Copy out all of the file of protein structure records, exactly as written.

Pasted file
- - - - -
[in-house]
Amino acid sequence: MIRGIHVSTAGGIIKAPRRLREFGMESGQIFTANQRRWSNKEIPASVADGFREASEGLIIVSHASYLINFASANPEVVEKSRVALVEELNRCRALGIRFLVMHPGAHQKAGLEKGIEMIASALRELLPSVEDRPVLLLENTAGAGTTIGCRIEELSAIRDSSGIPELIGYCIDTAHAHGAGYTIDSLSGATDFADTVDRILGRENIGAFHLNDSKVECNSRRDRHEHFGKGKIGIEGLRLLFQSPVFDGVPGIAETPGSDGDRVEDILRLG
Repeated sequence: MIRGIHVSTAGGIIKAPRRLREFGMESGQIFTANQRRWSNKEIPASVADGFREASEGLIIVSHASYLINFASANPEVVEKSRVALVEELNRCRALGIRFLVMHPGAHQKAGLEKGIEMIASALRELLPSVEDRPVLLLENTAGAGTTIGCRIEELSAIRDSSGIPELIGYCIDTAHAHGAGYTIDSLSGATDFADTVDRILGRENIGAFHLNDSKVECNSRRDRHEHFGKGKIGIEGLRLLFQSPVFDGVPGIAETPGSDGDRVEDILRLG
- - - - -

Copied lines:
[in-house]
Amino acid sequence: MIRGIHVSTAGGIIKAPRRLREFGMESGQIFTANQRRWSNKEIPASVADGFREASEGLIIVSHASYLINFASANPEVVEKSRVALVEELNRCRALGIRFLVMHPGAHQKAGLEKGIEMIASALRELLPSVEDRPVLLLENTAGAGTTIGCRIEELSAIRDSSGIPELIGYCIDTAHAHGAGYTIDSLSGATDFADTVDRILGRENIGAFHLNDSKVECNSRRDRHEHFGKGKIGIEGLRLLFQSPVFDGVPGIAETPGSDGDRVEDILRLG
Repeated sequence: MIRGIHVSTAGGIIKAPRRLREFGMESGQIFTANQRRWSNKEIPASVADGFREASEGLIIVSHASYLINFASANPEVVEKSRVALVEELNRCRALGIRFLVMHPGAHQKAGLEKGIEMIASALRELLPSVEDRPVLLLENTAGAGTTIGCRIEELSAIRDSSGIPELIGYCIDTAHAHGAGYTIDSLSGATDFADTVDRILGRENIGAFHLNDSKVECNSRRDRHEHFGKGKIGIEGLRLLFQSPVFDGVPGIAETPGSDGDRVEDILRLG